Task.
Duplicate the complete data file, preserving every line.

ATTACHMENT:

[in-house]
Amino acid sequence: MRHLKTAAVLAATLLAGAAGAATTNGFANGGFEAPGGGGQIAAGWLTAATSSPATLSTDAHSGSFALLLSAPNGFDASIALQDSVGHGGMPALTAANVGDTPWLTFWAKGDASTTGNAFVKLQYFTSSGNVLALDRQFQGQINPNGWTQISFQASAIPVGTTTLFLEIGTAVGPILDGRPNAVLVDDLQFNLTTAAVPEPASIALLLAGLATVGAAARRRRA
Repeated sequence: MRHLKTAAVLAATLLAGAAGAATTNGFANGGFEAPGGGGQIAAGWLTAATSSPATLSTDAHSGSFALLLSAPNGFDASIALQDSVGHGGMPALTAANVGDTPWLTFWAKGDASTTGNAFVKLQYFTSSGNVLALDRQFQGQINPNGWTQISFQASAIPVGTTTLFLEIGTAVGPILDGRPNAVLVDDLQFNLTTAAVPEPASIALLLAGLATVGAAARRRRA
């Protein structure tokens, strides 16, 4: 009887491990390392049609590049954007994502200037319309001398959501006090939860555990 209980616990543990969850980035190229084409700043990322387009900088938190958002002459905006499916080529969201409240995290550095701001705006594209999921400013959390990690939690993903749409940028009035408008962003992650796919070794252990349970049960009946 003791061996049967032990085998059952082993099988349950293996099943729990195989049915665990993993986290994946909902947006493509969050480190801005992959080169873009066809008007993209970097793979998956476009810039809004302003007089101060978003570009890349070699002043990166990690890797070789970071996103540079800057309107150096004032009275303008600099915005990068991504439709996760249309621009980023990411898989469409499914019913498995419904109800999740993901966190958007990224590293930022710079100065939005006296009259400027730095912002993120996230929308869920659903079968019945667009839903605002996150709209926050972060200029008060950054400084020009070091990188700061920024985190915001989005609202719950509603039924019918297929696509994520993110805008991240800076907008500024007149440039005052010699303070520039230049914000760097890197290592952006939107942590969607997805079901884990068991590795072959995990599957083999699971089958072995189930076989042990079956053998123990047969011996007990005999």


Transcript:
[in-house]
Amino acid sequence: MRHLKTAAVLAATLLAGAAGAATTNGFANGGFEAPGGGGQIAAGWLTAATSSPATLSTDAHSGSFALLLSAPNGFDASIALQDSVGHGGMPALTAANVGDTPWLTFWAKGDASTTGNAFVKLQYFTSSGNVLALDRQFQGQINPNGWTQISFQASAIPVGTTTLFLEIGTAVGPILDGRPNAVLVDDLQFNLTTAAVPEPASIALLLAGLATVGAAARRRRA
Repeated sequence: MRHLKTAAVLAATLLAGAAGAATTNGFANGGFEAPGGGGQIAAGWLTAATSSPATLSTDAHSGSFALLLSAPNGFDASIALQDSVGHGGMPALTAANVGDTPWLTFWAKGDASTTGNAFVKLQYFTSSGNVLALDRQFQGQINPNGWTQISFQASAIPVGTTTLFLEIGTAVGPILDGRPNAVLVDDLQFNLTTAAVPEPASIALLLAGLATVGAAARRRRA
């Protein structure tokens, strides 16, 4: 009887491990390392049609590049954007994502200037319309001398959501006090939860555990 209980616990543990969850980035190229084409700043990322387009900088938190958002002459905006499916080529969201409240995290550095701001705006594209999921400013959390990690939690993903749409940028009035408008962003992650796919070794252990349970049960009946 003791061996049967032990085998059952082993099988349950293996099943729990195989049915665990993993986290994946909902947006493509969050480190801005992959080169873009066809008007993209970097793979998956476009810039809004302003007089101060978003570009890349070699002043990166990690890797070789970071996103540079800057309107150096004032009275303008600099915005990068991504439709996760249309621009980023990411898989469409499914019913498995419904109800999740993901966190958007990224590293930022710079100065939005006296009259400027730095912002993120996230929308869920659903079968019945667009839903605002996150709209926050972060200029008060950054400084020009070091990188700061920024985190915001989005609202719950509603039924019918297929696509994520993110805008991240800076907008500024007149440039005052010699303070520039230049914000760097890197290592952006939107942590969607997805079901884990068991590795072959995990599957083999699971089958072995189930076989042990079956053998123990047969011996007990005999």